John Shirley


Of course we want to avert the worst of climate change by radically reducing our carbon output, ending the tyranny of oil / coal corporations and the pollution they wreak, and building up alternative power and transportation sources. But most experts are clear that at this point–having failed to take significant steps to moderate the climate change threat–civilization everywhere is going to have to deal with at least some serious level of climate change consequences. So…Hence…Thus…You’re wondering…

What’s coming for you, personally, in the climate-changed future? Here are some initial thoughts on how to plan for it.

When I think about adapting to climate change, I think of the following climate-change outcomes:

  • Increased risk of house fire. When temperatures are consistently unusually high, trees and brush dry out–and so do houses. They all become more combustible. But  some neighbors still insist on burning trash or setting off roman candles for July 4–and the danger of that becoming a spreading fire, going from house to house, will be high. Lightning strikes on houses and nearby trees will be be more frequent because climate change means extreme weather. Insurance companies are going to be more reluctant to cough up the goods for house-fires because there’ll be so many. They may drop housefire coverage entirely. What can you do? Monitor wooden elements of your house, replace where you can with inflammable elements, buy or rent houses with more brick and stone, have a fire extinguisher in every room, clear brush away from house. Start implementing this now!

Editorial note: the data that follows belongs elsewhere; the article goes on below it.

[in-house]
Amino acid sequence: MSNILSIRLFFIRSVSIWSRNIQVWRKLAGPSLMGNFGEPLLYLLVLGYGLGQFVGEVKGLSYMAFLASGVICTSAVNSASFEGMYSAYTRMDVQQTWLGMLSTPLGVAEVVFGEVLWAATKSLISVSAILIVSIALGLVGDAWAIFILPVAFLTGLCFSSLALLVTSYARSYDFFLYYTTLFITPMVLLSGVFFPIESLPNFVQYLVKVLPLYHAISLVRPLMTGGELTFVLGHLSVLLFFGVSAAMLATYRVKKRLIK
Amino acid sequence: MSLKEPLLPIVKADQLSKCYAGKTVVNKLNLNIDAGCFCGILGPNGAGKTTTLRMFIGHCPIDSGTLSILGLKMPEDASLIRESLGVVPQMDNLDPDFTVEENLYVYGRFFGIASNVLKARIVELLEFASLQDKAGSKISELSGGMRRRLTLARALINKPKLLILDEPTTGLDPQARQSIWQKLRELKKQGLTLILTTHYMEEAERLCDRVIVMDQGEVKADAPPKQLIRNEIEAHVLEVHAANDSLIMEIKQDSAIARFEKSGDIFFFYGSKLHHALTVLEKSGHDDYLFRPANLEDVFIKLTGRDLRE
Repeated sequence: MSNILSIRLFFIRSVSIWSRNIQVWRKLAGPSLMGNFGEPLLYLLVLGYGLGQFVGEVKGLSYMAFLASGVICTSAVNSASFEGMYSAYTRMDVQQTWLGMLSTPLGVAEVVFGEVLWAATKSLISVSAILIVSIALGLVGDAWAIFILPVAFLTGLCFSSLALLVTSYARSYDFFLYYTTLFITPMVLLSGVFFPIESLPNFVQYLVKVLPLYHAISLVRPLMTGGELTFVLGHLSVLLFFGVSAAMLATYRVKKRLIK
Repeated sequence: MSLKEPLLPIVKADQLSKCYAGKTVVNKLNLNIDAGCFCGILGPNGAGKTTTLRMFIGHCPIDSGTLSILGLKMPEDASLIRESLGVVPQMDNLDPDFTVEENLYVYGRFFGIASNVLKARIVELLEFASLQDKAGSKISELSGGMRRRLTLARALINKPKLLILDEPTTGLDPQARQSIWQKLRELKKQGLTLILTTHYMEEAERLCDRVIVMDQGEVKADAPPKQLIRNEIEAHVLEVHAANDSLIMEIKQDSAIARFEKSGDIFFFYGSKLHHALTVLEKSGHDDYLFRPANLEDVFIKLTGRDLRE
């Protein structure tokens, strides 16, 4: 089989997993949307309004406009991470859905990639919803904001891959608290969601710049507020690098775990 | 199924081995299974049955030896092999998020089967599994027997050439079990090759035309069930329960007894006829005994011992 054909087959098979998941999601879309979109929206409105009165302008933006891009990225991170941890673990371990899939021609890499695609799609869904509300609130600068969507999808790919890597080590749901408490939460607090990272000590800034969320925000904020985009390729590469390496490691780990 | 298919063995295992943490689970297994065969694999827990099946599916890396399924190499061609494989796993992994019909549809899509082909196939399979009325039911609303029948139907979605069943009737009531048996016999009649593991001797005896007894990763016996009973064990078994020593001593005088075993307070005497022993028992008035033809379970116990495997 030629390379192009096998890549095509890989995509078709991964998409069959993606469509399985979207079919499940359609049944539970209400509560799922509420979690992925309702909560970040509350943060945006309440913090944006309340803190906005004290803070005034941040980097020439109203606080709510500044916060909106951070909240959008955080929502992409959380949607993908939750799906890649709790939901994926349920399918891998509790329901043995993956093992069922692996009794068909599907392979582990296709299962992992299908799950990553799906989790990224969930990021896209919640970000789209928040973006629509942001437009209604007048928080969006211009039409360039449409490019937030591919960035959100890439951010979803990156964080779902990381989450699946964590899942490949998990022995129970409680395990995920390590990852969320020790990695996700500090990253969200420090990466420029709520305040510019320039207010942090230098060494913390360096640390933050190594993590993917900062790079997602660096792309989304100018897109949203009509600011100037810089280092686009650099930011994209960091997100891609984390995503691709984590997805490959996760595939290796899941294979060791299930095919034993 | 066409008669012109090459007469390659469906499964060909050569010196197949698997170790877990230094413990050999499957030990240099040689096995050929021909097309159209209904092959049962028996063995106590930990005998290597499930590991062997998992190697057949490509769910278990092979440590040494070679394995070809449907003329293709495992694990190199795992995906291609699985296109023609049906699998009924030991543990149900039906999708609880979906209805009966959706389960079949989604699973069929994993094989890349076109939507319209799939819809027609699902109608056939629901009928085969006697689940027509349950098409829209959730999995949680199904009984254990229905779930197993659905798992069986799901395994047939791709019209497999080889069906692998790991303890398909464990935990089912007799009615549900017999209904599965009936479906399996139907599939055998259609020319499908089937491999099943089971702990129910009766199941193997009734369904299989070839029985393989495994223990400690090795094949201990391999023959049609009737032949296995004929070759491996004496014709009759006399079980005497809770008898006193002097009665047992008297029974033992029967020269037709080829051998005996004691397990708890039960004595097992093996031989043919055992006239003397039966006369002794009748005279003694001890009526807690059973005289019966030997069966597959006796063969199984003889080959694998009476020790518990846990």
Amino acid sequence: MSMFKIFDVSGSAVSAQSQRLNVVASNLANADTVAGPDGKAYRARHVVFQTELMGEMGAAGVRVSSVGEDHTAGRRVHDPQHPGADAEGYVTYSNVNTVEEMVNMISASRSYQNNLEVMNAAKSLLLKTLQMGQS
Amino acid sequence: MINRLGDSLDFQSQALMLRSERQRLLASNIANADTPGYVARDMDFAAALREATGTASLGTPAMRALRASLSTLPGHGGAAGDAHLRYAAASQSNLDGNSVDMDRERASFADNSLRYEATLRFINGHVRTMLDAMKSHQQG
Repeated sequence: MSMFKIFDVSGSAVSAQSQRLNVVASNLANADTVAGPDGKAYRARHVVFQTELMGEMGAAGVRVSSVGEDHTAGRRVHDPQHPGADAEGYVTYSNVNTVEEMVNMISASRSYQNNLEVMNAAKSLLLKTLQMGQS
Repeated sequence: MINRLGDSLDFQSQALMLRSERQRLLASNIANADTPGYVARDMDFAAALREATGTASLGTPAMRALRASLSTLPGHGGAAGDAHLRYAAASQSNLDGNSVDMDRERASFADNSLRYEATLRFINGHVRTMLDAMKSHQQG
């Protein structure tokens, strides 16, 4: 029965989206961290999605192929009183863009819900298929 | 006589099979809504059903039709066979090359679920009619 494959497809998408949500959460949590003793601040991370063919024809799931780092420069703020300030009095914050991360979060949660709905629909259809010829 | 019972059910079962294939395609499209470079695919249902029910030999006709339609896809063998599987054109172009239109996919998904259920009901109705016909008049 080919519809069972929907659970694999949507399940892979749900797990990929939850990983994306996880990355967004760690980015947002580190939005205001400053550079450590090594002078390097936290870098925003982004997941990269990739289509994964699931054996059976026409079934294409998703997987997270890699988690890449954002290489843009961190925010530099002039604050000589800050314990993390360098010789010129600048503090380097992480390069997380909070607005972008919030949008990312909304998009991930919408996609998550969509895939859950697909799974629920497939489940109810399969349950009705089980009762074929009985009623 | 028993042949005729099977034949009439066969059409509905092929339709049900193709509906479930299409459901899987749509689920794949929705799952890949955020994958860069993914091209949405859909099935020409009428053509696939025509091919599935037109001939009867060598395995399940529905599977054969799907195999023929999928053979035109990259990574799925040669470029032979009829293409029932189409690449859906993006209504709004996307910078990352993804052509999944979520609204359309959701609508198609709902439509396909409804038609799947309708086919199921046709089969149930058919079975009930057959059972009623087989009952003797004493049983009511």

• Ever More wildfire air pollution. Wildfire smoke has been found to be especially ruinous to the lungs–and it can cause cognitive problems. Fire fighters call it “smoke brain”. It can increase your risk of stroke and  heart attack because it means your heart is working harder. It’s especially dangerous for the elderly and people with lung disease. What can you do? Monitor air quality at local government websites, and stay inside when you can. Get an effective hepa type air filtration device for every room. Get gas masks with good filters and other kinds of filtration masks for the most extreme conditions. Move to areas less prone to wild fires. Start implementing this now!